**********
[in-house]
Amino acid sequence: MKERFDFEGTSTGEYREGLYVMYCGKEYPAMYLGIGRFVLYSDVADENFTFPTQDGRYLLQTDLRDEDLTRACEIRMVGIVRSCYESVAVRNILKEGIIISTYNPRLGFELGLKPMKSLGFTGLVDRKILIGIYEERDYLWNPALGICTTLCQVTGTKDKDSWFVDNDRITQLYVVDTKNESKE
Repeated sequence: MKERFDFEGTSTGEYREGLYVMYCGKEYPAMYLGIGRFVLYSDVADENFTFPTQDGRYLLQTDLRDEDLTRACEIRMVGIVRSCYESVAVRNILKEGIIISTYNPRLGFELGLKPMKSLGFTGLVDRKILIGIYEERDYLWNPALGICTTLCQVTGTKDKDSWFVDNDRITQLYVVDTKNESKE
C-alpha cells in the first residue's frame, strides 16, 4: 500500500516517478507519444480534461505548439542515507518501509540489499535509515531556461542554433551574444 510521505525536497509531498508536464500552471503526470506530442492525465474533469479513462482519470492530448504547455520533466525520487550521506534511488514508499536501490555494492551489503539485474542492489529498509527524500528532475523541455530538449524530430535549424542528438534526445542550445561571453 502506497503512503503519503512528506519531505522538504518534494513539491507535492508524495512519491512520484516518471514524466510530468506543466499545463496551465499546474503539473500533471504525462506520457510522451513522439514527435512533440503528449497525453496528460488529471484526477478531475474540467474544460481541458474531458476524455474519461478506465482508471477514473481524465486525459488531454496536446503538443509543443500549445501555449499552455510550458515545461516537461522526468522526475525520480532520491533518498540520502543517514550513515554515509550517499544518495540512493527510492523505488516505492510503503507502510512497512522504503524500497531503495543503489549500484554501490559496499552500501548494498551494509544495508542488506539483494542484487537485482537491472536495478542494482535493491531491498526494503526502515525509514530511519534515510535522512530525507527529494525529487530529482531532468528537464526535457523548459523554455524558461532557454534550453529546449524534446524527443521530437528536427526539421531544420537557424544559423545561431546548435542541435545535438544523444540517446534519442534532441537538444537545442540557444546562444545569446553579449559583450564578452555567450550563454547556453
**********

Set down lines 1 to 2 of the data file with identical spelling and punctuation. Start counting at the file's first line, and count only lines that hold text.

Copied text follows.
[in-house]
Amino acid sequence: MKERFDFEGTSTGEYREGLYVMYCGKEYPAMYLGIGRFVLYSDVADENFTFPTQDGRYLLQTDLRDEDLTRACEIRMVGIVRSCYESVAVRNILKEGIIISTYNPRLGFELGLKPMKSLGFTGLVDRKILIGIYEERDYLWNPALGICTTLCQVTGTKDKDSWFVDNDRITQLYVVDTKNESKE